Lesson 3: Engagement
The Way You Tell it!
A lot of storytelling is not just about the content, but the WAY you tell it.
Our brains shut down quickly when we hear monotonous, monotione, unemotional, unanimated, rambling, data heavy and non relevant speech. Reading this is probably conjuring up a rather unpleasant image and I’m sure you can remember a time when you’ve been on the end of this!
One way to keep engagement is to always be changing. ALWAYS.
Remember: Variety is the spice of life!
Think: high – low, fast – slow, happy – sad, energetic – relaxed, and so forth…
Communication of your story can only be successful with engaging and genuine delivery. You want to create strong emotions and curiosity in the audience and end on high note.
Also, it is strongly suggested that you plan out the emotional journey you want to take people on, the the goal emotion and plan the series of emotions you want them to travel through at each part of the story. You control the emotions of the audience with your words!
YOU MUST KEEP PEOPLE CURIOUS
PEOPLE LIKE TO:
- Predict event and see them unfold
- Work out puzzles of understand whats going on (ie. like a mystery)
- Connect dots before you do (in your story)
- Think about what things you ‘just have to’ find out about
A good way to think about this – is picturing those moments where the thought of somethings has been equal or greater than it actually happening.
This is ANTICIPATION and it is what locks people’s attention on you and your story. Reading this brief article is definitely worth your while: Psychology Today – “Shopping, dopamine and anticipation”
Below are examples of things you can vary to stay in flux (constant change):
- In essence:
- Give people something, then change before they get bored of it!
- The more contrasting there variation, generally the better
- Describe / evoke emotions then talk about things / events
- Give people something they like then take it away or make it feel like they could lose it
- Vary the way you use your voice to create drama and emotion
#1: Topics / Scenes / Situations / Locations
- Take people to different locations in their minds (geographical, state of mind, etc.)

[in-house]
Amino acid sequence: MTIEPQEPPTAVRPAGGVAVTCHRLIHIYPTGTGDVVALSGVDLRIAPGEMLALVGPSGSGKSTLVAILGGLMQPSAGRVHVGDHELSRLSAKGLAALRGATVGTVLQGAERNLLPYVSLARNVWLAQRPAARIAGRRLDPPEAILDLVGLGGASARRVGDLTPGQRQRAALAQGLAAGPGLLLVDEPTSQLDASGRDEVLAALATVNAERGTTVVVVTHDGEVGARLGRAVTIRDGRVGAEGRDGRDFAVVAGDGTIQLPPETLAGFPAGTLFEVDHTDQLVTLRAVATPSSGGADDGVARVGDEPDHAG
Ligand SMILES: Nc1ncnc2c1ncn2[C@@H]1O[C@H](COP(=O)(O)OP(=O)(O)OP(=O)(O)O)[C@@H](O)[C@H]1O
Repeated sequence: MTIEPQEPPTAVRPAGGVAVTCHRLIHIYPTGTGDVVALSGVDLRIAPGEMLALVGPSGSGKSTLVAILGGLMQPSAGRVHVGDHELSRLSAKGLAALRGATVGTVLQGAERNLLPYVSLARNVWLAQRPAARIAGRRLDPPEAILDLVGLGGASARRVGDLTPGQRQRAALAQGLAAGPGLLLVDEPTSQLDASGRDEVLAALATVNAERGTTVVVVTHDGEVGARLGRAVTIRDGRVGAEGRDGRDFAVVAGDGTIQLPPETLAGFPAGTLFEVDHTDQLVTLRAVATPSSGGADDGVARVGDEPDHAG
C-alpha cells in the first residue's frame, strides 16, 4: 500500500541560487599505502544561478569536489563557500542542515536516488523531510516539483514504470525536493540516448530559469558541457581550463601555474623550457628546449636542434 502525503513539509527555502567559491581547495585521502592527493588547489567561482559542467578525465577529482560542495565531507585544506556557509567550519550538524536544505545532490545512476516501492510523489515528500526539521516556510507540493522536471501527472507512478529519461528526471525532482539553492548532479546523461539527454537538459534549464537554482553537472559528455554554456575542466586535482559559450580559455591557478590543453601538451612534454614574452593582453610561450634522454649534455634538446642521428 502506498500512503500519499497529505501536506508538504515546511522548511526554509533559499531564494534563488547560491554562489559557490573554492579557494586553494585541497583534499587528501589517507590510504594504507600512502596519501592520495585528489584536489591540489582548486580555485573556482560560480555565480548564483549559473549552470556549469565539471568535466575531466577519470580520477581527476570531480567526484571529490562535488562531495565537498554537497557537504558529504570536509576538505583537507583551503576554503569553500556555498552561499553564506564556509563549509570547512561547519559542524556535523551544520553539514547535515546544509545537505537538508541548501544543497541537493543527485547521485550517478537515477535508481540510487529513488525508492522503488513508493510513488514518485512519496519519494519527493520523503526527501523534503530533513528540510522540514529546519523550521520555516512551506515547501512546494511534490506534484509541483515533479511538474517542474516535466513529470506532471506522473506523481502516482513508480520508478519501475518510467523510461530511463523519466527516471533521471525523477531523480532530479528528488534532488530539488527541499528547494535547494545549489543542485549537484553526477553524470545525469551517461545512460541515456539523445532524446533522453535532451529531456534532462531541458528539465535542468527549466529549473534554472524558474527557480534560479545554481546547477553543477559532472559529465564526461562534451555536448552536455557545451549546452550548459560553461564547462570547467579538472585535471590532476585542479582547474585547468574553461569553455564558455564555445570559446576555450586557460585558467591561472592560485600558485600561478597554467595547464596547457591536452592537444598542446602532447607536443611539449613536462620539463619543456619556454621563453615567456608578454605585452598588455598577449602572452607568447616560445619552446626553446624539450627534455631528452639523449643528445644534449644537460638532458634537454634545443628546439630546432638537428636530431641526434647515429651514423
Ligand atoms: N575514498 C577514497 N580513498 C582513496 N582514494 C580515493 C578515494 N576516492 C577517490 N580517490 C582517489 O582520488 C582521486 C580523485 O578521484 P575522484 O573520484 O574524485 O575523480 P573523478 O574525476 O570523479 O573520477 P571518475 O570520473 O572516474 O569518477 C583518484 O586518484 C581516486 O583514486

- Pique interest but you don’t need to give all the details just yet…
- Keep an element of mystery
- Unexpected changes or events are great (twists in the story)
- Foreseeable events that inevitably unfold are great
- Remember to use tension and suspense
Aspects of your voice that you can vary include:
- Pitch (deep / high)
- Intonation / inflection (rise, falling, dipping, peaking)
#3: Body Language
The way you use your body, helps to create authenticity and reinforce the things you are communicating with words. Body language is mostly just a process of knowing that it is important and then freeing yourself up mentally to use it. It should just come naturally, but you may need to exaggerate a little bit on stage so people can pick up the visual cues.
Having these things in mind, and practicing going through these body language postures can help connect your mind and body.
You need to note that just standing there can create a level of incongruence, where there is a discrepancy between different the subtle cues you give off which will tell people’s subconscious mind to not trust you and switch off.
- Closed / open
- Angel: Frontal, oblique, side on
- Large / small
- Powerful / weak
- Confident / shy
- Shifting / Relaxed / Energetic
- Nonchalant / thoughtful
These are some emotions you could take yourself and the audience through. It can be good to label these through a story. These can be used to create emotions in the audience directly – “you know that feeling….” or through empathy / honesty (people appreciate this).
- Happy / Sad
- Excited / bored
- Joy / Humiliation
- Relief / Regret
- Scared / Fearless
- Confident / Anxious
- Fulfilled / Despair
- Connection / Loneliness
- Rejection / Acceptance
- Love / Hate
- Dry / Colourful
- Starical / Honest
In Lesson 3, we have audience engagement and ways that you can use to hold their attention.